New York University and University of Iowa biologists have identified a key mechanism controlling early embryonic development that is critical in determining how structures such as appendages -- arms and legs in humans -- grow in the right place and at the right time.
In a paper published in the journal PLoS Genetics, John Manak, an assistant professor of biology in the UI College of Liberal Arts and Sciences, and Chris Rushlow, a professor in NYU's Department of Biology, write that much research has focused on the spatial regulatory networks that control early developmental processes. However, they note, less attention has been paid to how such networks can be precisely coordinated over time.
Rushlow and Manak find that a protein called Zelda is responsible for turning on groups of genes essential to development in an exquisitely coordinated fashion.
"Zelda does more than initiate gene networks -- it orchestrates their activities so that the embryo undergoes developmental processes in a robust manner at the proper time and in the correct order," says Rushlow, part of NYU's Center for Developmental Genetics.
"Our results demonstrate the significance of a timing mechanism in coordinating regulatory gene networks during early development, and bring a new perspective to classical concepts of how spatial regulation can be achieved," says Manak, who is also assistant professor of pediatrics in the Roy J. and Lucille A. Carver College of Medicine and researcher in the UI Roy J. Carver Center for Genomics.
The researchers note that their findings break new ground.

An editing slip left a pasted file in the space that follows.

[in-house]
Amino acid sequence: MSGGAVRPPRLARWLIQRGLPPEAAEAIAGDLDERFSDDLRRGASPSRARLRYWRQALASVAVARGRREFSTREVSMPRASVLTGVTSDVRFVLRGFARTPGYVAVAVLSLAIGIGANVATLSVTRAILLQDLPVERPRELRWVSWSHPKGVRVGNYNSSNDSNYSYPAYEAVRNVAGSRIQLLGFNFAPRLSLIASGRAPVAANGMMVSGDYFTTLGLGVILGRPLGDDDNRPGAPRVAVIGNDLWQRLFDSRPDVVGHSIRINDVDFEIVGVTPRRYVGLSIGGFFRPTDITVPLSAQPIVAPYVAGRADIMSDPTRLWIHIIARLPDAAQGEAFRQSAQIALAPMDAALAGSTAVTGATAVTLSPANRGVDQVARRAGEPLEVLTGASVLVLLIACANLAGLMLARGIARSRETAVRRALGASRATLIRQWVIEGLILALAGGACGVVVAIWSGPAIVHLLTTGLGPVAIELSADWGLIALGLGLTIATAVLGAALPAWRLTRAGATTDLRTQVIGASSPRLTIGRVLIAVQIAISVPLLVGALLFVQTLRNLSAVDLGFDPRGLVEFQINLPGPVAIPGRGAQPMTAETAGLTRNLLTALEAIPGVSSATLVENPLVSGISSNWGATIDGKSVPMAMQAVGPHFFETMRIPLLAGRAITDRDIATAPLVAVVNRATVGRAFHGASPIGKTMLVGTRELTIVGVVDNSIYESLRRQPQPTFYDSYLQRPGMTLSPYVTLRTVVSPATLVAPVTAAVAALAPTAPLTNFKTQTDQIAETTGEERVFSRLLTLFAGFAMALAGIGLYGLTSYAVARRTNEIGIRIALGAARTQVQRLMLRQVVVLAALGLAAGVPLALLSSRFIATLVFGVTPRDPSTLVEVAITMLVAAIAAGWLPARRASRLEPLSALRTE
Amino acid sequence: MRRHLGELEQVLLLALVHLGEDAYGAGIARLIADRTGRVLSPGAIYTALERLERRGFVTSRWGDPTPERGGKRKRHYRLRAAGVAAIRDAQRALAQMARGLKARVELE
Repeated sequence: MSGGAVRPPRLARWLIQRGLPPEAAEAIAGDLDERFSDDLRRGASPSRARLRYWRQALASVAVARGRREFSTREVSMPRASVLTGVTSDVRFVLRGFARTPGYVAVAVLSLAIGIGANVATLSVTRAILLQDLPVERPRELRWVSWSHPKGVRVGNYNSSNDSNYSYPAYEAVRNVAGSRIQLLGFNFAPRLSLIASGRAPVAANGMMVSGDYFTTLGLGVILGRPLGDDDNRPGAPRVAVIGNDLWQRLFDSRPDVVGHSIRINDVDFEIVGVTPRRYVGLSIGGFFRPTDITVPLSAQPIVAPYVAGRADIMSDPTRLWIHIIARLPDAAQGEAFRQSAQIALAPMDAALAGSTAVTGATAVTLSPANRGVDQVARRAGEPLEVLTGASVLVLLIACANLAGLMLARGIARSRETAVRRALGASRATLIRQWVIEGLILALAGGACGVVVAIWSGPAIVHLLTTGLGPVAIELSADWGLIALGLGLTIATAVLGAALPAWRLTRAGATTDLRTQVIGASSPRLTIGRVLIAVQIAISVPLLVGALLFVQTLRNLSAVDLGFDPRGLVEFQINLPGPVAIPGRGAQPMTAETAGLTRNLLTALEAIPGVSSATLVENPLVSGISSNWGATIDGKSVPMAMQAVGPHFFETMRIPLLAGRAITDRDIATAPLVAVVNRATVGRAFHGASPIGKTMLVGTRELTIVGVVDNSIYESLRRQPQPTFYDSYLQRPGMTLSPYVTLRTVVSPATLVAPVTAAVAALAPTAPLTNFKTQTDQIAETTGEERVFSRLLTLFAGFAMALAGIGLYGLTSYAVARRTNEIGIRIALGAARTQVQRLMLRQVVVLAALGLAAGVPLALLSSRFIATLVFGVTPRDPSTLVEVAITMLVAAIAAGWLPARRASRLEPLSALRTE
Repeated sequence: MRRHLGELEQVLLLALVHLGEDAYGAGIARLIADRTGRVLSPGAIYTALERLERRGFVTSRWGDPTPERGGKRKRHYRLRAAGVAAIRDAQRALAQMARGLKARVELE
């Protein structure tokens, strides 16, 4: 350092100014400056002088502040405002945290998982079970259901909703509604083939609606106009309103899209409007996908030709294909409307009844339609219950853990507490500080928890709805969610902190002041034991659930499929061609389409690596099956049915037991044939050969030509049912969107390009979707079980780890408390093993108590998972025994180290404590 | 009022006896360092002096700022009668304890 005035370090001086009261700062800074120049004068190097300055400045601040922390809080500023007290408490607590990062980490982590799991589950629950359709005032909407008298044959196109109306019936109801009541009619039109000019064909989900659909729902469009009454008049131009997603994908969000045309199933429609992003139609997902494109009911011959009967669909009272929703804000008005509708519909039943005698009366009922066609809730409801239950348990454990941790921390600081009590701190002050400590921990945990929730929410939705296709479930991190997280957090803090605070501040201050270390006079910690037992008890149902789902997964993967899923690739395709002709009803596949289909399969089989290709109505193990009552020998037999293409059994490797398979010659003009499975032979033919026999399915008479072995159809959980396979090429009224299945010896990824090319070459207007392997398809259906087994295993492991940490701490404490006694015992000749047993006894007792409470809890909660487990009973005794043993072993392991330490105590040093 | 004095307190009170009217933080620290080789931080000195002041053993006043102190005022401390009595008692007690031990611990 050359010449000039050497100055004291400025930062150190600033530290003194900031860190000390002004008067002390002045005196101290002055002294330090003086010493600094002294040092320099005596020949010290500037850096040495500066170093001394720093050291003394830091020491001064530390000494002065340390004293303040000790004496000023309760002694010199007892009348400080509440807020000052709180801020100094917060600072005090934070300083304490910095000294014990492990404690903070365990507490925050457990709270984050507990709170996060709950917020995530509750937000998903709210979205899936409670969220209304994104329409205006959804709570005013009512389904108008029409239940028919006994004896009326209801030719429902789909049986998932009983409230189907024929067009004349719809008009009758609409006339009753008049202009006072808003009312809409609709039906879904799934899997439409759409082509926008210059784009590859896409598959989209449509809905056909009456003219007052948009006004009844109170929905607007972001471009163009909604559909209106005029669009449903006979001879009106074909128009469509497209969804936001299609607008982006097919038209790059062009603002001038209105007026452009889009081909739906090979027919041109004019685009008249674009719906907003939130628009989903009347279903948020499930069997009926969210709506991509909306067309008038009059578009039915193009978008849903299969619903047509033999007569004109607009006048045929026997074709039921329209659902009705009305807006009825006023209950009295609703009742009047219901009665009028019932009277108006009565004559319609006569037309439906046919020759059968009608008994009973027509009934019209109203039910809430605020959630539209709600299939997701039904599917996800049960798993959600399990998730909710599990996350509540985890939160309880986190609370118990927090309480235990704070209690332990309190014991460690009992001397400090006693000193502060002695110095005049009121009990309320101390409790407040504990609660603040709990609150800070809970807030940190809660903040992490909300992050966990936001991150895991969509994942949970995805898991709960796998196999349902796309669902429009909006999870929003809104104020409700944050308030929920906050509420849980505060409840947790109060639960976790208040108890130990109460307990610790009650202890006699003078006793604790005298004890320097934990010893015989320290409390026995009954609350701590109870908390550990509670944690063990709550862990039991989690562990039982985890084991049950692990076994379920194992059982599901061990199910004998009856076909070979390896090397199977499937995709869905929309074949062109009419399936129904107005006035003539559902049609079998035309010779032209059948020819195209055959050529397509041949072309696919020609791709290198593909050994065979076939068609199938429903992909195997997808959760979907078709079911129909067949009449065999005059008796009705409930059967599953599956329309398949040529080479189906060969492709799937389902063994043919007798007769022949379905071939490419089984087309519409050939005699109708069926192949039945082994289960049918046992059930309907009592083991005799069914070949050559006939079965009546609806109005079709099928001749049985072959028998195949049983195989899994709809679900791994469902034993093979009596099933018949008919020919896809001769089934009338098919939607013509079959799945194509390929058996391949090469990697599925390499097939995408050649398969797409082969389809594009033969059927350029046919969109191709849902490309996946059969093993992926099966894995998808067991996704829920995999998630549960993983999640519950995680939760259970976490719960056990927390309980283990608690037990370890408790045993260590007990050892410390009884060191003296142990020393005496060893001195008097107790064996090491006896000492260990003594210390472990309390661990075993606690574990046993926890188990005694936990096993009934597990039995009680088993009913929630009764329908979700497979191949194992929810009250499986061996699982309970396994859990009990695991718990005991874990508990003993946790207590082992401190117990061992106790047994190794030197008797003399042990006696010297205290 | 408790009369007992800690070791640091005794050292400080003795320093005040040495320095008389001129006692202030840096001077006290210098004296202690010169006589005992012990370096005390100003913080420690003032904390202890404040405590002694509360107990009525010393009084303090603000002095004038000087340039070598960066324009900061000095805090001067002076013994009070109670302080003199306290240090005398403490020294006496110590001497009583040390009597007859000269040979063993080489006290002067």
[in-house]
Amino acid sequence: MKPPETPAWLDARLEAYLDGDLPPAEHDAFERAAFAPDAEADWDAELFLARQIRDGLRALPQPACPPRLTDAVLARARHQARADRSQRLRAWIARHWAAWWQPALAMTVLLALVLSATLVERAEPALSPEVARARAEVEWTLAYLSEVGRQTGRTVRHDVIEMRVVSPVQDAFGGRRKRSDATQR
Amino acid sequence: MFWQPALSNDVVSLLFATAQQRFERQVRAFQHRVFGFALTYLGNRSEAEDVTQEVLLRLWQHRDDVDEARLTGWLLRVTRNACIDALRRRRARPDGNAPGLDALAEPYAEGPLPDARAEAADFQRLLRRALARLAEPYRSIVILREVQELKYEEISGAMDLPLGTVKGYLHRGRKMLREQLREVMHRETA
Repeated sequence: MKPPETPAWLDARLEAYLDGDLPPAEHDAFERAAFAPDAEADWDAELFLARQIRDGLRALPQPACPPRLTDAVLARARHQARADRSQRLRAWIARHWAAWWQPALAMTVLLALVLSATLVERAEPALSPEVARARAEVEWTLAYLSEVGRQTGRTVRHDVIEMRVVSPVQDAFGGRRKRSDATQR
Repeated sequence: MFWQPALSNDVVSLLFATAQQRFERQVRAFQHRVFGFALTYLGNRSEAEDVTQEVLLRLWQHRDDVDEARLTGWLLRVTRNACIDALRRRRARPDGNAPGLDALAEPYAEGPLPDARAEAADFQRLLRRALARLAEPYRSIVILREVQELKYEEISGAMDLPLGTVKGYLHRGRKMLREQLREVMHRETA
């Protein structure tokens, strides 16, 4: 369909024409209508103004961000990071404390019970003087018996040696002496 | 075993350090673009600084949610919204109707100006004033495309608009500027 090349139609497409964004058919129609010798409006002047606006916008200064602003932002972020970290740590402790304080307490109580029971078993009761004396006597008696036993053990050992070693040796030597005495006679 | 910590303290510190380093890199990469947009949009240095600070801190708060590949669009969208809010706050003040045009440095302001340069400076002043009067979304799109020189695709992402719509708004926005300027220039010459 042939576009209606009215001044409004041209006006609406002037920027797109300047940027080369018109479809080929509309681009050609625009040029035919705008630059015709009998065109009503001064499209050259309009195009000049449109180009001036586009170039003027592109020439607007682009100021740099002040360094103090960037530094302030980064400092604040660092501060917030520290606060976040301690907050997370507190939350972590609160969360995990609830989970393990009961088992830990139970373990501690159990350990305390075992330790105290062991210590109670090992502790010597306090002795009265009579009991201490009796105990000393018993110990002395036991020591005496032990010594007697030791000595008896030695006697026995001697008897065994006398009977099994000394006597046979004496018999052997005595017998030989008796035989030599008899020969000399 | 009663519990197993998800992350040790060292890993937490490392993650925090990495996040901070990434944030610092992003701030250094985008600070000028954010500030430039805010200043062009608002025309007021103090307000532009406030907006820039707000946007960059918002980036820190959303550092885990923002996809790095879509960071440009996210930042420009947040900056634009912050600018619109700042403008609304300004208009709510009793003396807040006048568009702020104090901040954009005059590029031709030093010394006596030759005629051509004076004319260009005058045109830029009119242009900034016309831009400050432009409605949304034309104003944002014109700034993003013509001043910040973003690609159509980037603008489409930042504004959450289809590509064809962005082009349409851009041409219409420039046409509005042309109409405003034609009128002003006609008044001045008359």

"We discovered a key transcriptional regulator, Zelda, which is the long-sought-after factor that activates the early zygotic genome," says Rushlow.
"Initially, the embryo relies on maternally deposited gene products to begin developing, and the transition to dependence on its own zygotic genome is called the maternal-to-zygotic transition," she adds. "Two hallmark events that occur during this transition are zygotic gene transcription and maternal RNA degradation, and interestingly, Zelda appears to be involved in both processes."
The research showed that when Zelda was absent, activation of genes was delayed, thus interfering with the proper order of gene interactions and ultimately disrupting gene expression patterns, the researchers noted, adding that the consequence to the embryo of altered expression patterns is a drastic change in the body plan such that many tissues and organs are not formed properly, if at all.
The researchers used Drosophila, or fruit flies, to investigate these regulatory networks. The fruit fly has the advantage of being a tractable genetic model system with a rapid developmental time, and many of the genetic processes identified in flies are conserved in humans. Additionally, pioneering fly research has led to many of the key discoveries of the molecular mechanisms underlying developmental processes in complex animals.
The study brought together Rushlow, who discovered Zelda and is an expert in genetic regulatory networks in development, and Manak, a genomics expert whose laboratory focuses on how a genome is constructed and coordinately functions.
"I had always wanted to work with Chris, and this was a wonderful opportunity for us to combine our complementary areas of expertise in a truly synergistic fashion," says Manak.
"Our collaboration is a marvelous example of how a problem can be viewed from two different perspectives, a systems view of early gene networks and an individualistic view of single genes and single embryos, and result in novel and significant discoveries," says Rushlow.
The project's other researchers were: Stephen Butcher of the UI Departments of Pediatrics and Biology; and Chung-yi Nien, Hsiao-lan Liang, Yujia Sun, Shengbo Fu, Tenzin Gocha, and Nikolai Kirov, all of the Center for Developmental Genetics, part of NYU's Department of Biology.
The research was funded by grants from the National Institutes of Health.
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